Another Man's Treasure
● By Patrick John
Q97 - Billy and Patrick's Snap Shot
By Patrick John
I missed a golden opportunity. Q97 hosts a huge swap meet/community garage sale every May. During the first event four years ago, Jane and I bought some vendor space, brought all our “stuff” down and sold almost everything in only four hours. Bam! We made about $750, and were pretty proud of ourselves for getting rid of clutter AND making some serious cash. Why didn’t I do that again this year?
Over the last four years, our clutter level has gradually risen back to endangered status, and it’s time to purge. Garage sale, anyone? After hosting several sales over the years, asking lots of questions and doing extra research, here’s the skinny on having a super-successful garage sale, and a list of items that sell fast and make you money.
Preparation is the key, and it doesn’t mean you have to plot, plan, clean and sort for months. First, pick a sale date that corresponds with paydays, and try to avoid holiday weekends or weekends when there are a ton of local events going on. You may even want to let neighbors know, so they can think about having a sale too. The more folks selling in one area, the more buyers will make the trip to your neighborhood. Publicize the garage sale on social media for free, and consider being part of the local paper’s garage sale map. And yes, signs are always a good idea.
We discovered that sorting, pricing and laying out the items the night before makes things very easy morning-of-sale. If you have a garage, all you’ll have to do is open the door, quickly move some tables and furniture, and you’re open for business. Trust me, it makes it so much easier to be ready when the early birds are camped out waiting for you to start selling. Don’t forget to go to the bank the day before so you can have a cash box with plenty of bills and coin on hand for change.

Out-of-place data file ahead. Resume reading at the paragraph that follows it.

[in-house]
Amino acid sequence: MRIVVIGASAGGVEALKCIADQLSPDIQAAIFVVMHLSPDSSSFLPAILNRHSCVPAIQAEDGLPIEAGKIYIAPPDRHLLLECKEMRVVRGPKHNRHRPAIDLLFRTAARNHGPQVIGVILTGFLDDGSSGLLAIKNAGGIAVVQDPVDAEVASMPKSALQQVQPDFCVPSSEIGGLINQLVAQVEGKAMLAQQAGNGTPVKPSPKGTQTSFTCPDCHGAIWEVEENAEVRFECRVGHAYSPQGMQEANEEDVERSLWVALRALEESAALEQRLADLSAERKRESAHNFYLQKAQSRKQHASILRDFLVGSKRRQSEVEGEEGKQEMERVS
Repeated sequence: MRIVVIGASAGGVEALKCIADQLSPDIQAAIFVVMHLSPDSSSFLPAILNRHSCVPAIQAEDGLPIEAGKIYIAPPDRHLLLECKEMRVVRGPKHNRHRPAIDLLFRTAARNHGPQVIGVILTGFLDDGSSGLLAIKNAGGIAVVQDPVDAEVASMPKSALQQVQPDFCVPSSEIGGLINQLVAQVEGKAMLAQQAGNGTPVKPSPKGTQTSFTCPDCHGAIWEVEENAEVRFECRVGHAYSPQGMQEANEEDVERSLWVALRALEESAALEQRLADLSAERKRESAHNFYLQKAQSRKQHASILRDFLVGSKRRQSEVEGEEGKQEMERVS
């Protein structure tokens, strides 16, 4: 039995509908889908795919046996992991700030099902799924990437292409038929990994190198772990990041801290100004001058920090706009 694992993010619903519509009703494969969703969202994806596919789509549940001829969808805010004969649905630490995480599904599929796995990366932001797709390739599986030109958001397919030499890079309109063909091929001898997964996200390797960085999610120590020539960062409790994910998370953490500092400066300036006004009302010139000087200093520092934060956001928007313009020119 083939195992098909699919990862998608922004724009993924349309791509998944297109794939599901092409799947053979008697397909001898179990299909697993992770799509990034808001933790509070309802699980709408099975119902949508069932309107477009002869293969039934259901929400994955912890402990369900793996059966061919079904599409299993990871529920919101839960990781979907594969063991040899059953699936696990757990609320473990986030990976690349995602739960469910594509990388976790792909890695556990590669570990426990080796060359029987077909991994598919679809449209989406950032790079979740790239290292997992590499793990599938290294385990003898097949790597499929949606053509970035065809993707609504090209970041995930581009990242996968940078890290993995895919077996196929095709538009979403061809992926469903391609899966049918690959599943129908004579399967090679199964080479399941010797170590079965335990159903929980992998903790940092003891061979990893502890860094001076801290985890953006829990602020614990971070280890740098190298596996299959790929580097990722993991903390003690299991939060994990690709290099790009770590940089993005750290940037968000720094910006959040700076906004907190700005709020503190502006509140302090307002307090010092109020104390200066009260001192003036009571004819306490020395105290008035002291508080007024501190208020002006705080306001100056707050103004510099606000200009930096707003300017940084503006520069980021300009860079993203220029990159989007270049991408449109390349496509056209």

Using tables for most goods keeps things organized. It also makes it easy to have, say, a $1 or $5 table where everything is the same price. Speaking of pricing, you don’t have to price every last thing. You can price everything, and buyers appreciate it, but it is tedious. At the very least, make sure furniture and bigger items are marked, and let buyers make offers on the smaller items and trinkets. When setting prices, determine which is more important—Making money or getting de-cluttered. Try to find a happy medium! When it comes to clothes, hanging them on a rack, line or rod makes them easy to peruse and means you won’t have a heap of messy unfolded clothes. Consider selling clothes by the bag...$5 seems to work well for generic items.
Here’s a list of items that typically sell very well: Like-new items in their original box, fishing gear, almost any type of tools, sporting and exercise equipment, clean baby clothes and toys, wooden furniture, costume jewelry, bicycles, gardening items and pots, books(no water stains please), vinyl records, clean name-brand clothing, retro toys and games, and home décor items. Also, if it’s hot outside, think about selling cold bottled water or soda.
I have a garage full of items, so I need to take my own advice and finish prepping for OUR sale. I’ve got some good stuff, and great prices too. Come on by…